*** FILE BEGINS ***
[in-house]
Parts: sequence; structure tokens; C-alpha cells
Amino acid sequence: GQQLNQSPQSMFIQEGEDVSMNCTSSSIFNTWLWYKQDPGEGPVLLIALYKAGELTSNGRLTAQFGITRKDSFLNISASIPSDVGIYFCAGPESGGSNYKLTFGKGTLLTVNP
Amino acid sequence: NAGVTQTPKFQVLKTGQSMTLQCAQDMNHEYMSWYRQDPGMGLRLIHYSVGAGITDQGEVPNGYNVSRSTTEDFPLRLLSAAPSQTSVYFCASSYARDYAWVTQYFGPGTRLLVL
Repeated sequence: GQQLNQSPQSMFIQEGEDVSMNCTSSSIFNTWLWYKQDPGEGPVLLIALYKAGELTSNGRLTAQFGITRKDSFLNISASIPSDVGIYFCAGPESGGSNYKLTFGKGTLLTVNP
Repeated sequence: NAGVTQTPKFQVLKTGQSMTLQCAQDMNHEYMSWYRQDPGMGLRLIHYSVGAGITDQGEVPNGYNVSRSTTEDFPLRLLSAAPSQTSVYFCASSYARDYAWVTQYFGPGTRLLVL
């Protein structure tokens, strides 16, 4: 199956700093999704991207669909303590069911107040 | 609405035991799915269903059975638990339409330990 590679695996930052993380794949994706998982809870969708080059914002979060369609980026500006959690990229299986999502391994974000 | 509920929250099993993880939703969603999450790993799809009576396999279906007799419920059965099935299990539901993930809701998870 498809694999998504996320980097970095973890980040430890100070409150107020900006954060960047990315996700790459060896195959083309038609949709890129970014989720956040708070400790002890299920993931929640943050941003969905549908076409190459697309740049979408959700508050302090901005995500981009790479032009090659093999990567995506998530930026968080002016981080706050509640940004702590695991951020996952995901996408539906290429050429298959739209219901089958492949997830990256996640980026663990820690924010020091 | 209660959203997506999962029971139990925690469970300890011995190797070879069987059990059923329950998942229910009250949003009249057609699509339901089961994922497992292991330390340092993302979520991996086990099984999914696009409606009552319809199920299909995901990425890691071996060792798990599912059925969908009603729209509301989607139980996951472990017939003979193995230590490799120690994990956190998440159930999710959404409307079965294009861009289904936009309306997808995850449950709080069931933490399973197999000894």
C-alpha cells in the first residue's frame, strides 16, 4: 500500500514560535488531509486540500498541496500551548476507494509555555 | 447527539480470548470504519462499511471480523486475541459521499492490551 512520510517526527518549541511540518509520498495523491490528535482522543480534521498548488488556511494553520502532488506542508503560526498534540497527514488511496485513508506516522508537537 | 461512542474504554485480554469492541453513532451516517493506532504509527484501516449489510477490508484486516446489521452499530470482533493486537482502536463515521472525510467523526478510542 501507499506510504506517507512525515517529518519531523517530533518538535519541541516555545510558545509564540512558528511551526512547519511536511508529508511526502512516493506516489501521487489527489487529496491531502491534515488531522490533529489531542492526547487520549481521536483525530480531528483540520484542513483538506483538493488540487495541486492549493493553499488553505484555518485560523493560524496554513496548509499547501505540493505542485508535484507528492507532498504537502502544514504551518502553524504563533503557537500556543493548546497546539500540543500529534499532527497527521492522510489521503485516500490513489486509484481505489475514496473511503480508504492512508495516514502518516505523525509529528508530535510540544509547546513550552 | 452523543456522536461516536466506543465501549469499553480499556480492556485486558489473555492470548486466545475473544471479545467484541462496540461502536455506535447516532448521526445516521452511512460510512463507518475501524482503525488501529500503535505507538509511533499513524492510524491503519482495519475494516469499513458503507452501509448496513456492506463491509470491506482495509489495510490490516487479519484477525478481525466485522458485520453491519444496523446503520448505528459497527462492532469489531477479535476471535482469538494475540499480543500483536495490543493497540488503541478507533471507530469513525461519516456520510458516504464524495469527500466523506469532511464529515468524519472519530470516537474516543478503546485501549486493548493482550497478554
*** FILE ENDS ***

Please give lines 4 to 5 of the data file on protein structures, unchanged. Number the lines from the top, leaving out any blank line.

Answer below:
Amino acid sequence: NAGVTQTPKFQVLKTGQSMTLQCAQDMNHEYMSWYRQDPGMGLRLIHYSVGAGITDQGEVPNGYNVSRSTTEDFPLRLLSAAPSQTSVYFCASSYARDYAWVTQYFGPGTRLLVL
Repeated sequence: GQQLNQSPQSMFIQEGEDVSMNCTSSSIFNTWLWYKQDPGEGPVLLIALYKAGELTSNGRLTAQFGITRKDSFLNISASIPSDVGIYFCAGPESGGSNYKLTFGKGTLLTVNP